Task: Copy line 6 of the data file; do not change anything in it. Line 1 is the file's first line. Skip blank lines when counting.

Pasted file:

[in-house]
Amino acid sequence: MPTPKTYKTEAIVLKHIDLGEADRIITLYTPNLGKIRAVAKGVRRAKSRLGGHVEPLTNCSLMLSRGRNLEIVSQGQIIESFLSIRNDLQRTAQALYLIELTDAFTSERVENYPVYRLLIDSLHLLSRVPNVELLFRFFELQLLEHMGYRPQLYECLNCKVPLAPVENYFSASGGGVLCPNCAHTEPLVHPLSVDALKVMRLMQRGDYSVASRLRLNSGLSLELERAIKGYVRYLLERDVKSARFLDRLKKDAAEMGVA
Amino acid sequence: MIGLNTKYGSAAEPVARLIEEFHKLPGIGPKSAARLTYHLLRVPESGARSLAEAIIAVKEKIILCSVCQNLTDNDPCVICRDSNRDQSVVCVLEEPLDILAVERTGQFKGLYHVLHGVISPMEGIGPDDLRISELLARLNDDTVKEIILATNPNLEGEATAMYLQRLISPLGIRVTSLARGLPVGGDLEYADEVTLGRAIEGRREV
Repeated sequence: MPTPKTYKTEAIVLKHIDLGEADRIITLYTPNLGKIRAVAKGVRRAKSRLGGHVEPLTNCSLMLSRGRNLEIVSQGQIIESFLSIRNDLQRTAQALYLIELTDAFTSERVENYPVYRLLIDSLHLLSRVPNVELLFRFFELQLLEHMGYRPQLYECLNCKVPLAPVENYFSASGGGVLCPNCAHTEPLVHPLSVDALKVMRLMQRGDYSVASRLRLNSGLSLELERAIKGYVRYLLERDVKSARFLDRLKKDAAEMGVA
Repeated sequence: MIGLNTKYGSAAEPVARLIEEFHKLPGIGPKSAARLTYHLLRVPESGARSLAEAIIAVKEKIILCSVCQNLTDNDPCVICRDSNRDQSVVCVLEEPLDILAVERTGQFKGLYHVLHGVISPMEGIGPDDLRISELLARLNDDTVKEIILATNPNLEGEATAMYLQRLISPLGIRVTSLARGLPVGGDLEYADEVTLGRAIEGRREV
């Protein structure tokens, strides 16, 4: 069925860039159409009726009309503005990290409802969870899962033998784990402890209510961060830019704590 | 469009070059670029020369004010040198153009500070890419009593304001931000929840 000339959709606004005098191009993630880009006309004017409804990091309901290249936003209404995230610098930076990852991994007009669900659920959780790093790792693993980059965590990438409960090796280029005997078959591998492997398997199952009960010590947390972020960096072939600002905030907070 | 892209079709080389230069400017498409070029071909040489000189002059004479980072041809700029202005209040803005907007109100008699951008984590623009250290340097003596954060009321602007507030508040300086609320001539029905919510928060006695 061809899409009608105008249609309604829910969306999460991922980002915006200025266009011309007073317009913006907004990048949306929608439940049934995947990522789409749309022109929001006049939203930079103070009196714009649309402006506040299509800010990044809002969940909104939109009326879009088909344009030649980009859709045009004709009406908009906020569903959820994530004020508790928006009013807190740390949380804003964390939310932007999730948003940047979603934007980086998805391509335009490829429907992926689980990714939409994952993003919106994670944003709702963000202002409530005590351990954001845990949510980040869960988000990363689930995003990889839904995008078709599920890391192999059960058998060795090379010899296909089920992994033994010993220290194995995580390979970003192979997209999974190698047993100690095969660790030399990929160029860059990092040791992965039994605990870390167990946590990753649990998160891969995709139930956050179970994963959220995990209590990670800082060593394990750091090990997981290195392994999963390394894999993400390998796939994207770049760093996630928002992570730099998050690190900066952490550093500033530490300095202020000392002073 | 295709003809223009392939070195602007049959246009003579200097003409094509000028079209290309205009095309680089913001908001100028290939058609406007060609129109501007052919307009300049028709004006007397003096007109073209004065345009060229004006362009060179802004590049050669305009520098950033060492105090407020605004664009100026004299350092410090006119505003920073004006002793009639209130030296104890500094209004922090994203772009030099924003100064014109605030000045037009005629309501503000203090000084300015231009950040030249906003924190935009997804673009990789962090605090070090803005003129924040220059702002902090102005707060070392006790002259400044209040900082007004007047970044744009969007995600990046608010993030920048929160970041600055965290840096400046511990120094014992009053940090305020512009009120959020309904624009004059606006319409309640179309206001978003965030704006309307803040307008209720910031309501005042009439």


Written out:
């Protein structure tokens, strides 16, 4: 069925860039159409009726009309503005990290409802969870899962033998784990402890209510961060830019704590 | 469009070059670029020369004010040198153009500070890419009593304001931000929840 000339959709606004005098191009993630880009006309004017409804990091309901290249936003209404995230610098930076990852991994007009669900659920959780790093790792693993980059965590990438409960090796280029005997078959591998492997398997199952009960010590947390972020960096072939600002905030907070 | 892209079709080389230069400017498409070029071909040489000189002059004479980072041809700029202005209040803005907007109100008699951008984590623009250290340097003596954060009321602007507030508040300086609320001539029905919510928060006695 061809899409009608105008249609309604829910969306999460991922980002915006200025266009011309007073317009913006907004990048949306929608439940049934995947990522789409749309022109929001006049939203930079103070009196714009649309402006506040299509800010990044809002969940909104939109009326879009088909344009030649980009859709045009004709009406908009906020569903959820994530004020508790928006009013807190740390949380804003964390939310932007999730948003940047979603934007980086998805391509335009490829429907992926689980990714939409994952993003919106994670944003709702963000202002409530005590351990954001845990949510980040869960988000990363689930995003990889839904995008078709599920890391192999059960058998060795090379010899296909089920992994033994010993220290194995995580390979970003192979997209999974190698047993100690095969660790030399990929160029860059990092040791992965039994605990870390167990946590990753649990998160891969995709139930956050179970994963959220995990209590990670800082060593394990750091090990997981290195392994999963390394894999993400390998796939994207770049760093996630928002992570730099998050690190900066952490550093500033530490300095202020000392002073 | 295709003809223009392939070195602007049959246009003579200097003409094509000028079209290309205009095309680089913001908001100028290939058609406007060609129109501007052919307009300049028709004006007397003096007109073209004065345009060229004006362009060179802004590049050669305009520098950033060492105090407020605004664009100026004299350092410090006119505003920073004006002793009639209130030296104890500094209004922090994203772009030099924003100064014109605030000045037009005629309501503000203090000084300015231009950040030249906003924190935009997804673009990789962090605090070090803005003129924040220059702002902090102005707060070392006790002259400044209040900082007004007047970044744009969007995600990046608010993030920048929160970041600055965290840096400046511990120094014992009053940090305020512009009120959020309904624009004059606006319409309640179309206001978003965030704006309307803040307008209720910031309501005042009439």